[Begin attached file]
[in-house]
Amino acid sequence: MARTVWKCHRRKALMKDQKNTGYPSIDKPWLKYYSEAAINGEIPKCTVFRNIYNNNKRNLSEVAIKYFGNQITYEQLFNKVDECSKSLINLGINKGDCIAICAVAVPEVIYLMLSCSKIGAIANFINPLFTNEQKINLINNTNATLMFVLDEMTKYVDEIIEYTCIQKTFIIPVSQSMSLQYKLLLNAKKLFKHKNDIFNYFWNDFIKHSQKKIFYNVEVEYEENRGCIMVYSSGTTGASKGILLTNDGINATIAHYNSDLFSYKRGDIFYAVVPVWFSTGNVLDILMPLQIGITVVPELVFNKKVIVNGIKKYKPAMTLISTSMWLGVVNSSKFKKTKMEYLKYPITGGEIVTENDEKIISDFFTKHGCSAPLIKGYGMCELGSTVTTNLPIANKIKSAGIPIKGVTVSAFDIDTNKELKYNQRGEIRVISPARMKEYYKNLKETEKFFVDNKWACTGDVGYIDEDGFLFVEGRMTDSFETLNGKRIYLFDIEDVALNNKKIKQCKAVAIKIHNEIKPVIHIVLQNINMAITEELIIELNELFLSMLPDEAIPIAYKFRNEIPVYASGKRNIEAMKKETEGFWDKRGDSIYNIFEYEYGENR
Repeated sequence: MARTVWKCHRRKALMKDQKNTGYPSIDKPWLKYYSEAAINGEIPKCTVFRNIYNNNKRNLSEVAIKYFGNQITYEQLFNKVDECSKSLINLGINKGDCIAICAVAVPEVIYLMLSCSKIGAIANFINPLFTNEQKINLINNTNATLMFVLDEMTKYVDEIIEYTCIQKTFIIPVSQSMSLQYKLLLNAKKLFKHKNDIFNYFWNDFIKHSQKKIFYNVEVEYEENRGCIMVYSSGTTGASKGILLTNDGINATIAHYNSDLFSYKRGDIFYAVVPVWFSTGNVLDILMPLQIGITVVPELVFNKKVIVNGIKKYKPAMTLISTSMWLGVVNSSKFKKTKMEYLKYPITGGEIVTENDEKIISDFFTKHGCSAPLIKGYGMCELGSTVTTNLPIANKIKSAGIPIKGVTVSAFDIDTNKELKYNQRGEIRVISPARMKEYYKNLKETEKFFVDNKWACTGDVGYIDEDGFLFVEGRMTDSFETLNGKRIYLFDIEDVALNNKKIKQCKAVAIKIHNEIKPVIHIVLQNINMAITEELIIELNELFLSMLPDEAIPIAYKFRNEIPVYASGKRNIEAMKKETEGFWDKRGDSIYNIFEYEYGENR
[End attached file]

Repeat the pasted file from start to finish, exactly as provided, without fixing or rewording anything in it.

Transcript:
[in-house]
Amino acid sequence: MARTVWKCHRRKALMKDQKNTGYPSIDKPWLKYYSEAAINGEIPKCTVFRNIYNNNKRNLSEVAIKYFGNQITYEQLFNKVDECSKSLINLGINKGDCIAICAVAVPEVIYLMLSCSKIGAIANFINPLFTNEQKINLINNTNATLMFVLDEMTKYVDEIIEYTCIQKTFIIPVSQSMSLQYKLLLNAKKLFKHKNDIFNYFWNDFIKHSQKKIFYNVEVEYEENRGCIMVYSSGTTGASKGILLTNDGINATIAHYNSDLFSYKRGDIFYAVVPVWFSTGNVLDILMPLQIGITVVPELVFNKKVIVNGIKKYKPAMTLISTSMWLGVVNSSKFKKTKMEYLKYPITGGEIVTENDEKIISDFFTKHGCSAPLIKGYGMCELGSTVTTNLPIANKIKSAGIPIKGVTVSAFDIDTNKELKYNQRGEIRVISPARMKEYYKNLKETEKFFVDNKWACTGDVGYIDEDGFLFVEGRMTDSFETLNGKRIYLFDIEDVALNNKKIKQCKAVAIKIHNEIKPVIHIVLQNINMAITEELIIELNELFLSMLPDEAIPIAYKFRNEIPVYASGKRNIEAMKKETEGFWDKRGDSIYNIFEYEYGENR
Repeated sequence: MARTVWKCHRRKALMKDQKNTGYPSIDKPWLKYYSEAAINGEIPKCTVFRNIYNNNKRNLSEVAIKYFGNQITYEQLFNKVDECSKSLINLGINKGDCIAICAVAVPEVIYLMLSCSKIGAIANFINPLFTNEQKINLINNTNATLMFVLDEMTKYVDEIIEYTCIQKTFIIPVSQSMSLQYKLLLNAKKLFKHKNDIFNYFWNDFIKHSQKKIFYNVEVEYEENRGCIMVYSSGTTGASKGILLTNDGINATIAHYNSDLFSYKRGDIFYAVVPVWFSTGNVLDILMPLQIGITVVPELVFNKKVIVNGIKKYKPAMTLISTSMWLGVVNSSKFKKTKMEYLKYPITGGEIVTENDEKIISDFFTKHGCSAPLIKGYGMCELGSTVTTNLPIANKIKSAGIPIKGVTVSAFDIDTNKELKYNQRGEIRVISPARMKEYYKNLKETEKFFVDNKWACTGDVGYIDEDGFLFVEGRMTDSFETLNGKRIYLFDIEDVALNNKKIKQCKAVAIKIHNEIKPVIHIVLQNINMAITEELIIELNELFLSMLPDEAIPIAYKFRNEIPVYASGKRNIEAMKKETEGFWDKRGDSIYNIFEYEYGENR